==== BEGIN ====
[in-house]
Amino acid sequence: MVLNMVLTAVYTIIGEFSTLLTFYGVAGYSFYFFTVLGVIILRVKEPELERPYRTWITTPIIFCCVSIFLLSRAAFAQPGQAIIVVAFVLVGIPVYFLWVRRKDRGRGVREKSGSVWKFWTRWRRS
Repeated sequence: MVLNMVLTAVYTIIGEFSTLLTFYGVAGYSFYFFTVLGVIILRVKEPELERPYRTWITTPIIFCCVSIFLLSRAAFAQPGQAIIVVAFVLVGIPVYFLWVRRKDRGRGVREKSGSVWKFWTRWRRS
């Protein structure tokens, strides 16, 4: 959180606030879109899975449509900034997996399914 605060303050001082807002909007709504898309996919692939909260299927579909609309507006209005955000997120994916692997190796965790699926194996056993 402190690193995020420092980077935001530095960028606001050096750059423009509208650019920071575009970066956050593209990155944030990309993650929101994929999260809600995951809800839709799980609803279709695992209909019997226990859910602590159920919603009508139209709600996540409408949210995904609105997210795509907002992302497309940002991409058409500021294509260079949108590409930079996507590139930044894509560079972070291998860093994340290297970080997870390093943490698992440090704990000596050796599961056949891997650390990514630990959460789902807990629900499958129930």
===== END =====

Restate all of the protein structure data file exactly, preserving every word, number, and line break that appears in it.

[in-house]
Amino acid sequence: MVLNMVLTAVYTIIGEFSTLLTFYGVAGYSFYFFTVLGVIILRVKEPELERPYRTWITTPIIFCCVSIFLLSRAAFAQPGQAIIVVAFVLVGIPVYFLWVRRKDRGRGVREKSGSVWKFWTRWRRS
Repeated sequence: MVLNMVLTAVYTIIGEFSTLLTFYGVAGYSFYFFTVLGVIILRVKEPELERPYRTWITTPIIFCCVSIFLLSRAAFAQPGQAIIVVAFVLVGIPVYFLWVRRKDRGRGVREKSGSVWKFWTRWRRS
């Protein structure tokens, strides 16, 4: 959180606030879109899975449509900034997996399914 605060303050001082807002909007709504898309996919692939909260299927579909609309507006209005955000997120994916692997190796965790699926194996056993 402190690193995020420092980077935001530095960028606001050096750059423009509208650019920071575009970066956050593209990155944030990309993650929101994929999260809600995951809800839709799980609803279709695992209909019997226990859910602590159920919603009508139209709600996540409408949210995904609105997210795509907002992302497309940002991409058409500021294509260079949108590409930079996507590139930044894509560079972070291998860093994340290297970080997870390093943490698992440090704990000596050796599961056949891997650390990514630990959460789902807990629900499958129930």